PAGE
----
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Principles and Practice of Structural Equation Modeling, Fourth Editionav Rex B Kline549Skickas inom 7-10 vardagar.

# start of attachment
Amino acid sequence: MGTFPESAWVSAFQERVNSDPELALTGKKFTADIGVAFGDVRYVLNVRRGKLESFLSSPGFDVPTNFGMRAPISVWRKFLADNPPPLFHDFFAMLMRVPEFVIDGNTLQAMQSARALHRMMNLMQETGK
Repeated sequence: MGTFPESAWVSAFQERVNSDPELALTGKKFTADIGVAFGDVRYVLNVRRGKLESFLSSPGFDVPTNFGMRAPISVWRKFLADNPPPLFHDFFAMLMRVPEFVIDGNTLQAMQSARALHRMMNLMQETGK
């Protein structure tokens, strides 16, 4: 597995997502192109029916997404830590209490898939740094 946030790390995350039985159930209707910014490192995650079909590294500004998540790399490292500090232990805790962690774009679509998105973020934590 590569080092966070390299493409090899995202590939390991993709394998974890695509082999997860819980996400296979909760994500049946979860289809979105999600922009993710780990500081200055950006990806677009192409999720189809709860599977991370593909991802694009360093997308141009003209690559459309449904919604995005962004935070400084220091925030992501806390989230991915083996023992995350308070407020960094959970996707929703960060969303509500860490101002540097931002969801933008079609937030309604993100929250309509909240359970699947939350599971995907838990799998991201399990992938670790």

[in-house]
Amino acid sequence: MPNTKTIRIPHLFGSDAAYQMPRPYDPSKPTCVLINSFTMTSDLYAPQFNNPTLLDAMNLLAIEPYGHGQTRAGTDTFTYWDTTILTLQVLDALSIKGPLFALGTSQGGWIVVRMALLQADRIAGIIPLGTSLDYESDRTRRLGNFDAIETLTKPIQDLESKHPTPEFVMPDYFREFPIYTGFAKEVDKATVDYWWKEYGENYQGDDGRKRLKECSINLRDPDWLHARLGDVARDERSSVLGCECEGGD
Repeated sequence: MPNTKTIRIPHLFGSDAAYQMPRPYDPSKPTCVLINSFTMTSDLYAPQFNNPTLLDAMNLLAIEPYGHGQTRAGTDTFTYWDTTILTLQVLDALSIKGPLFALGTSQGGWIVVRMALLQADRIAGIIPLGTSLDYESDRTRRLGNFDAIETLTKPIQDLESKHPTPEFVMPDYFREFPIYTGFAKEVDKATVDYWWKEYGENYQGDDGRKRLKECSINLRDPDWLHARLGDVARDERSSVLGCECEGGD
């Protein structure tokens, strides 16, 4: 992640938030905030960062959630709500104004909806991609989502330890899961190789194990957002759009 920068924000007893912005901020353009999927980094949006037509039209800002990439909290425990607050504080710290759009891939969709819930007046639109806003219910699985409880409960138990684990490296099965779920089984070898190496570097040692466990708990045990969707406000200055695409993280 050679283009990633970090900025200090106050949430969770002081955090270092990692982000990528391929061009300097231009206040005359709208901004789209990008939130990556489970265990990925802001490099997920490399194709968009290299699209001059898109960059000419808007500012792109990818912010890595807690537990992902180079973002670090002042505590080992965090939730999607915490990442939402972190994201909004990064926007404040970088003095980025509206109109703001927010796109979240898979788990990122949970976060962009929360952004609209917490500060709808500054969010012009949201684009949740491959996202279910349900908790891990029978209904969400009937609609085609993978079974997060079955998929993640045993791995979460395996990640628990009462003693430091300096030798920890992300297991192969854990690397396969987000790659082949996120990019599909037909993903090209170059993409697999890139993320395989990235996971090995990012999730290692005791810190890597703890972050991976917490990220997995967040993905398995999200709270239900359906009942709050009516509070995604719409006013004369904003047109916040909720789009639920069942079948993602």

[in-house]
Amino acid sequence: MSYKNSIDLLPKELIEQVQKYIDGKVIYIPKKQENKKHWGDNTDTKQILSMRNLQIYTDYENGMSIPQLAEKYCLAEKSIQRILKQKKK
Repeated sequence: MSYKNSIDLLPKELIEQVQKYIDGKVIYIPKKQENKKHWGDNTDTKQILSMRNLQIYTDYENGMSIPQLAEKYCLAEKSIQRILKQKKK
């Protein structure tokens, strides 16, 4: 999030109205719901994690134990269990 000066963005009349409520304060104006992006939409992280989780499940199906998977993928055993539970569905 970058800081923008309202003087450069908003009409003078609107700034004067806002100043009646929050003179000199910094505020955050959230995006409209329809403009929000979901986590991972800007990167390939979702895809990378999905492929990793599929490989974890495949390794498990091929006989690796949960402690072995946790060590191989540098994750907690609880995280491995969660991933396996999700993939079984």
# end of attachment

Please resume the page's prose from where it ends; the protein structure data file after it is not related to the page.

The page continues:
Fri frakt inom Sverige för privatpersoner.Emphasizing concepts and rationale over mathematical minutiae, this is the most widely used, complete, and accessible structural equation modeling (SEM) text. Continuing the tradition of using real data examples from a variety of disciplines, the significantly revised fourth edition incorporates recent developments such as Pearl's graphing theory and the structural causal model (SCM), measurement invariance, and more. Readers gain a comprehensive understanding of all phases of SEM, from data collection and screening to the interpretation and reporting of the results. Learning is enhanced by exercises with answers, rules to remember, and topic boxes. The companion website supplies data, syntax, and output for the book's examples--now including files for Amos, EQS, LISREL, Mplus, Stata, and R (lavaan). New to This Edition *Extensively revised to cover important new topics: Pearl's graphing theory and the SCM, causal inference frameworks, conditional process modeling, path models for longitudinal data, item response theory, and more. *Chapters on best practices in all stages of SEM, measurement invariance in confirmatory factor analysis, and significance testing issues and bootstrapping. *Expanded coverage of psychometrics. *Additional computer tools: online files for all detailed examples, previously provided in EQS, LISREL, and Mplus, are now also given in Amos, Stata, and R (lavaan). *Reorganized to cover the specification, identification, and analysis of observed variable models separately from latent variable models. User-Friendly Features *Exercises with answers, plus end-of-chapter annotated lists of further reading. *Real examples of troublesome data, demonstrating how to handle typical problems in analyses. *Topic boxes on specialized issues, such as causes of nonpositive definite correlations. *Boxed rules to remember. *Website promoting a learn-by-doing approach, including syntax and data files for six widely used SEM computer tools.